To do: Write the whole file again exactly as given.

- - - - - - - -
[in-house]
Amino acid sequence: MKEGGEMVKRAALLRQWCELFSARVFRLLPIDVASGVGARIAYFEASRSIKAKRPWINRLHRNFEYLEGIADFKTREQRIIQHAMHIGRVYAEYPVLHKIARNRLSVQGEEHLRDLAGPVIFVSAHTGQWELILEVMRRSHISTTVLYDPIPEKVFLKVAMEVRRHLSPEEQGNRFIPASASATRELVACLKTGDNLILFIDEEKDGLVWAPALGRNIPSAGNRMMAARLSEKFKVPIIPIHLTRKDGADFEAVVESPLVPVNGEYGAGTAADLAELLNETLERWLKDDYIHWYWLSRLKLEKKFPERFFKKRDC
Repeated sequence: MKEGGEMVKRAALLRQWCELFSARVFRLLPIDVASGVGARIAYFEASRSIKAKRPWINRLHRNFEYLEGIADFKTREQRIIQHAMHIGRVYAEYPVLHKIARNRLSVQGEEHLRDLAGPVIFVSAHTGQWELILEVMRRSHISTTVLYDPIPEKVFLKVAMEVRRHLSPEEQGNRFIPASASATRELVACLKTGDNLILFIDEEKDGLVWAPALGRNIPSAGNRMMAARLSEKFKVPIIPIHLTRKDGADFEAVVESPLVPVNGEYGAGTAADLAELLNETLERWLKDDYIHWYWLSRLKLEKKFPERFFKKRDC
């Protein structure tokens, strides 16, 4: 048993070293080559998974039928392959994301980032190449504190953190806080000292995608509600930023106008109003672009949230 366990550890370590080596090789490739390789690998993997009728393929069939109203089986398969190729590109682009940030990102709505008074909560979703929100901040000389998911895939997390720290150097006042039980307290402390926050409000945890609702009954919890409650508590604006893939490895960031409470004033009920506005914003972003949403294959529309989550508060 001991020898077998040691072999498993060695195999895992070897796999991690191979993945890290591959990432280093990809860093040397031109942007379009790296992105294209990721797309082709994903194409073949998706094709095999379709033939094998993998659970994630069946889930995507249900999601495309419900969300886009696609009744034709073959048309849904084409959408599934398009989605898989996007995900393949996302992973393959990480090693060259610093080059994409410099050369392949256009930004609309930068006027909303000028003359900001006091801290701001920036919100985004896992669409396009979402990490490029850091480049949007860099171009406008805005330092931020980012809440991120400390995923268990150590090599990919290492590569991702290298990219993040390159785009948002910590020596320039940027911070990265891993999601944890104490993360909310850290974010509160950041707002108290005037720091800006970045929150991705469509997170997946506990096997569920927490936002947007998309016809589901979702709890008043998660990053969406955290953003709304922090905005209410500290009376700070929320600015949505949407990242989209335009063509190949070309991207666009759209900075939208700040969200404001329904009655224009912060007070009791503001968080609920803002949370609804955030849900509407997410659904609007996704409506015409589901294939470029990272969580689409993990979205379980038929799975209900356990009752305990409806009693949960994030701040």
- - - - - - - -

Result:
[in-house]
Amino acid sequence: MKEGGEMVKRAALLRQWCELFSARVFRLLPIDVASGVGARIAYFEASRSIKAKRPWINRLHRNFEYLEGIADFKTREQRIIQHAMHIGRVYAEYPVLHKIARNRLSVQGEEHLRDLAGPVIFVSAHTGQWELILEVMRRSHISTTVLYDPIPEKVFLKVAMEVRRHLSPEEQGNRFIPASASATRELVACLKTGDNLILFIDEEKDGLVWAPALGRNIPSAGNRMMAARLSEKFKVPIIPIHLTRKDGADFEAVVESPLVPVNGEYGAGTAADLAELLNETLERWLKDDYIHWYWLSRLKLEKKFPERFFKKRDC
Repeated sequence: MKEGGEMVKRAALLRQWCELFSARVFRLLPIDVASGVGARIAYFEASRSIKAKRPWINRLHRNFEYLEGIADFKTREQRIIQHAMHIGRVYAEYPVLHKIARNRLSVQGEEHLRDLAGPVIFVSAHTGQWELILEVMRRSHISTTVLYDPIPEKVFLKVAMEVRRHLSPEEQGNRFIPASASATRELVACLKTGDNLILFIDEEKDGLVWAPALGRNIPSAGNRMMAARLSEKFKVPIIPIHLTRKDGADFEAVVESPLVPVNGEYGAGTAADLAELLNETLERWLKDDYIHWYWLSRLKLEKKFPERFFKKRDC
């Protein structure tokens, strides 16, 4: 048993070293080559998974039928392959994301980032190449504190953190806080000292995608509600930023106008109003672009949230 366990550890370590080596090789490739390789690998993997009728393929069939109203089986398969190729590109682009940030990102709505008074909560979703929100901040000389998911895939997390720290150097006042039980307290402390926050409000945890609702009954919890409650508590604006893939490895960031409470004033009920506005914003972003949403294959529309989550508060 001991020898077998040691072999498993060695195999895992070897796999991690191979993945890290591959990432280093990809860093040397031109942007379009790296992105294209990721797309082709994903194409073949998706094709095999379709033939094998993998659970994630069946889930995507249900999601495309419900969300886009696609009744034709073959048309849904084409959408599934398009989605898989996007995900393949996302992973393959990480090693060259610093080059994409410099050369392949256009930004609309930068006027909303000028003359900001006091801290701001920036919100985004896992669409396009979402990490490029850091480049949007860099171009406008805005330092931020980012809440991120400390995923268990150590090599990919290492590569991702290298990219993040390159785009948002910590020596320039940027911070990265891993999601944890104490993360909310850290974010509160950041707002108290005037720091800006970045929150991705469509997170997946506990096997569920927490936002947007998309016809589901979702709890008043998660990053969406955290953003709304922090905005209410500290009376700070929320600015949505949407990242989209335009063509190949070309991207666009759209900075939208700040969200404001329904009655224009912060007070009791503001968080609920803002949370609804955030849900509407997410659904609007996704409506015409589901294939470029990272969580689409993990979205379980038929799975209900356990009752305990409806009693949960994030701040």